September 11, 2013

Conques

The houses are a rosy color, the stones the color of the soil in plowed fields and the cliffs on the side of roads

First, a warning. Some of the following text is based on my (faulty sometimes) memory. Some of it is based on my (faulty always) French language skills. So enjoy some salt with your read.

Street climing hill next to the church, with typical drainage channels down the middle and sides


Today I arrived in Conques. I came here to see the village, which is on the route of St. Jacques de Compostelle, to see the pilgrimage church, and certainly to see the famous statue of Ste. Foy. It was a pretty good climb, switchbacking up the hill above the River Dourdou, to arrive at the town. The town reminds me a bit of St. Jean Pied de Port, which I visited last year in the Pyrenees. There are pilgrims everywhere, and shops to serve them everywhere, though on a smaller scale, as we are further away and the various routes have not yet melded into one.


A steeper road, with a better view of the street

Looking down towards the valley below Conques

Unfortunately, I do not know how to take effective photos of the insides of these big Romanesque churches, but this abbey church is magnificent, with one of the highest vaults I have ever seen. The current church was built in the 11th century, (of course with modifications and additions as the centuries passed and wars, fires took their toll) on the site of a much earlier, perhaps 8th century edifice. The dome is 85 feet over the transept, the columns mammoth. It is light, and the stone light colored, making me believe it has been cleaned in the past 100 or years or so. I attended Vespers, and the blessing of the pilgrims. The organ, chanting, and candlelight gave a totally different aspect to a building that had been full of visitors, chatting, with cameras, 30 minutes before. There is a concert at 9:00 that I won't miss later today.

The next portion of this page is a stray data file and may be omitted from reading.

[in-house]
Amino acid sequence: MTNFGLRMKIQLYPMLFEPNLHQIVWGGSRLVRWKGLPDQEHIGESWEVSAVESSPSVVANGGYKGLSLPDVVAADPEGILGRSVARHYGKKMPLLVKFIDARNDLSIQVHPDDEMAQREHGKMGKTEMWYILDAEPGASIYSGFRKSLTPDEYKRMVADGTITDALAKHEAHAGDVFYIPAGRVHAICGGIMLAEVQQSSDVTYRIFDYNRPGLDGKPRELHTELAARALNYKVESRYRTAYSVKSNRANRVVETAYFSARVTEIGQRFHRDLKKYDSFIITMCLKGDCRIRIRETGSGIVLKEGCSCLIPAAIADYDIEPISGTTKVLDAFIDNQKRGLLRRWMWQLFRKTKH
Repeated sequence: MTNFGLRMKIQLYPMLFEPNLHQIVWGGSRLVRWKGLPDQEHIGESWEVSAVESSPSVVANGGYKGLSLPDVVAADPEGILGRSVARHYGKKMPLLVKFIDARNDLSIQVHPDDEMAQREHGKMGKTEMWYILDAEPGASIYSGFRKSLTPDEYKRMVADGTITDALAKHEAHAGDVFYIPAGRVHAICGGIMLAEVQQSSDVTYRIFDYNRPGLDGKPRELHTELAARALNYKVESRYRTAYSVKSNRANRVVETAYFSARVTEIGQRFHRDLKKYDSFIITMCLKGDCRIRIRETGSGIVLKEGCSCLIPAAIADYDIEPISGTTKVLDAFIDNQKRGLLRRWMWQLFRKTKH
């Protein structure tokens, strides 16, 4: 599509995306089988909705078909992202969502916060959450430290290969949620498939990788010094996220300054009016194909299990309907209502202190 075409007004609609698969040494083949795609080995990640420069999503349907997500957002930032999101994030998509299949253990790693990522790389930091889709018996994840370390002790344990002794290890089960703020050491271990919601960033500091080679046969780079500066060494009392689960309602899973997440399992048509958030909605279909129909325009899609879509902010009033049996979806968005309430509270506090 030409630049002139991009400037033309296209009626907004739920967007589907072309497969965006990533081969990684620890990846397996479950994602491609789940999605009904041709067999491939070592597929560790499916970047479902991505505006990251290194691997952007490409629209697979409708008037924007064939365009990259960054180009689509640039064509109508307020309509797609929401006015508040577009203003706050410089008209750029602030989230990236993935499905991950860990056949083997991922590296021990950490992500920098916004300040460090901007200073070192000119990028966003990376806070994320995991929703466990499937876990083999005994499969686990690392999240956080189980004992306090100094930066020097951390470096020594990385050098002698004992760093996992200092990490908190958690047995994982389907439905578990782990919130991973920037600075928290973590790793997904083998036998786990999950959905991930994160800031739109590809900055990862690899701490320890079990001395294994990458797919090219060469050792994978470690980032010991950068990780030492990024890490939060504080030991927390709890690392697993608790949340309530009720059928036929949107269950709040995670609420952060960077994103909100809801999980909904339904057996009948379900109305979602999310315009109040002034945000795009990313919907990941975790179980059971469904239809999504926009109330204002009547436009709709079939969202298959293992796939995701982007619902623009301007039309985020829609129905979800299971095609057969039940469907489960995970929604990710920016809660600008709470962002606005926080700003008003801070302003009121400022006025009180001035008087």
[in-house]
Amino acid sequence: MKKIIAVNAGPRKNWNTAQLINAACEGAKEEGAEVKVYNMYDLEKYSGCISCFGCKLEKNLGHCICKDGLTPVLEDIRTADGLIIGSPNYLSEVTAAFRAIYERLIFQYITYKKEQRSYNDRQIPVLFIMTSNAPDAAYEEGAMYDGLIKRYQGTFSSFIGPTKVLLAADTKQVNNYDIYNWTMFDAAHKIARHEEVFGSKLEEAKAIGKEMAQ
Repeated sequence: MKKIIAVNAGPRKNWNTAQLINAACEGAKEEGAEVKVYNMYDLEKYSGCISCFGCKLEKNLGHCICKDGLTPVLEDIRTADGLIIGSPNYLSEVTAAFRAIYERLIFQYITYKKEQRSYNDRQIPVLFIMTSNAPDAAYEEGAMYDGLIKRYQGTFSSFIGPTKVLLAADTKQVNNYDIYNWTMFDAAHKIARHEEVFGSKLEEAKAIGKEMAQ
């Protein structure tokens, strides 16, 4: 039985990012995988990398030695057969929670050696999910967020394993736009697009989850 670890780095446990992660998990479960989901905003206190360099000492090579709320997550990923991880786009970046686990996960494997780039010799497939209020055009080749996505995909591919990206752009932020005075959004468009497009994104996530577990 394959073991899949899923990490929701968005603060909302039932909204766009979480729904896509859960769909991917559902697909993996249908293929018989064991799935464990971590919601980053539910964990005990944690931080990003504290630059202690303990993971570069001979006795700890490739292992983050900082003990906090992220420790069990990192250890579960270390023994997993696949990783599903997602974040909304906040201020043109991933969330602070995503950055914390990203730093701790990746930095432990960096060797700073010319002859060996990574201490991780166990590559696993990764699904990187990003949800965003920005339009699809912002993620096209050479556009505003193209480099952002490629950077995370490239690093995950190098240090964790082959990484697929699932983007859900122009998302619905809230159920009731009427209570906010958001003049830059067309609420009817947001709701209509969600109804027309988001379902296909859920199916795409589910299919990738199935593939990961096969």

The Romanesque Abbey Church of St. Foy, 

I spent quite a bit of time, in two different blocks this afternoon, in the church treasury, where the relics are kept. Pictures are strictly forbidden, so these are from the internet. The relic of Ste. Foy caught my imagination before my 2010 trip in the Cévennes. She, according to legend, was a young girl tortured and killed for refusing to convert to Christianity sometime during the 3rd century. Many miracles are associated with her. But about the statue. As best I remember, the face and head date from the Roman era, the body made by a different artist. The whole thing was covered in gold and jewels. It was stolen from one monastery, (Conques) by another (Agen.) A monk then joined that monastery, and it took ten years before he was allowed to guard the statue alone. He stole it, and returned it here. Others recounting this story say that it was never originally at Conques; the monks at Conques stole it from Agen to attract pilgrims to their abbey church. There is a very lot of legend, and power, and riches associated with it. It is a very powerful image and somehow disturbing, mostly I think, because the proportions are askew. Here are three images from very public sites on the web giving different perspectives of the statue: